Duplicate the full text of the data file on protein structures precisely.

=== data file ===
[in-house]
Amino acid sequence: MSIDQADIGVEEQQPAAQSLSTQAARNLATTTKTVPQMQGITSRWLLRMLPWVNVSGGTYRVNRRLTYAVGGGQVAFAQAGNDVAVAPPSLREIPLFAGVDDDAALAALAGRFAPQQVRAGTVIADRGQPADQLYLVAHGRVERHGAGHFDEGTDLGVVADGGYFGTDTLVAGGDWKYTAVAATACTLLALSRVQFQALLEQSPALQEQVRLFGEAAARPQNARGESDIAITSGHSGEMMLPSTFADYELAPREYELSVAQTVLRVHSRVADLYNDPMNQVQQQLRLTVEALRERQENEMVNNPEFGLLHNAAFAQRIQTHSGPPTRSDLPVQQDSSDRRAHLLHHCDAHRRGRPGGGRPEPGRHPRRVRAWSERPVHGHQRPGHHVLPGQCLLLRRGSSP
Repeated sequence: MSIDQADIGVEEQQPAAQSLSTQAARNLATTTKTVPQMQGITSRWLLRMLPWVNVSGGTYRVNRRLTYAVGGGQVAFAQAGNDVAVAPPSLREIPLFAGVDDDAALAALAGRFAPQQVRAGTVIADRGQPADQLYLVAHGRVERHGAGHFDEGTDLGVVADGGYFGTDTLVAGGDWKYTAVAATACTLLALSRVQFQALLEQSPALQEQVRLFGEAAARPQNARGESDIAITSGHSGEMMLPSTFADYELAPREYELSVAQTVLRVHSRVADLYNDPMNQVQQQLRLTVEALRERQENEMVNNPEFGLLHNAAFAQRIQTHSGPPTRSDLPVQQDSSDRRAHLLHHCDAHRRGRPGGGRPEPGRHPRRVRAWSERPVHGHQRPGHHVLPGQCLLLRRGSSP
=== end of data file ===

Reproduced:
[in-house]
Amino acid sequence: MSIDQADIGVEEQQPAAQSLSTQAARNLATTTKTVPQMQGITSRWLLRMLPWVNVSGGTYRVNRRLTYAVGGGQVAFAQAGNDVAVAPPSLREIPLFAGVDDDAALAALAGRFAPQQVRAGTVIADRGQPADQLYLVAHGRVERHGAGHFDEGTDLGVVADGGYFGTDTLVAGGDWKYTAVAATACTLLALSRVQFQALLEQSPALQEQVRLFGEAAARPQNARGESDIAITSGHSGEMMLPSTFADYELAPREYELSVAQTVLRVHSRVADLYNDPMNQVQQQLRLTVEALRERQENEMVNNPEFGLLHNAAFAQRIQTHSGPPTRSDLPVQQDSSDRRAHLLHHCDAHRRGRPGGGRPEPGRHPRRVRAWSERPVHGHQRPGHHVLPGQCLLLRRGSSP
Repeated sequence: MSIDQADIGVEEQQPAAQSLSTQAARNLATTTKTVPQMQGITSRWLLRMLPWVNVSGGTYRVNRRLTYAVGGGQVAFAQAGNDVAVAPPSLREIPLFAGVDDDAALAALAGRFAPQQVRAGTVIADRGQPADQLYLVAHGRVERHGAGHFDEGTDLGVVADGGYFGTDTLVAGGDWKYTAVAATACTLLALSRVQFQALLEQSPALQEQVRLFGEAAARPQNARGESDIAITSGHSGEMMLPSTFADYELAPREYELSVAQTVLRVHSRVADLYNDPMNQVQQQLRLTVEALRERQENEMVNNPEFGLLHNAAFAQRIQTHSGPPTRSDLPVQQDSSDRRAHLLHHCDAHRRGRPGGGRPEPGRHPRRVRAWSERPVHGHQRPGHHVLPGQCLLLRRGSSP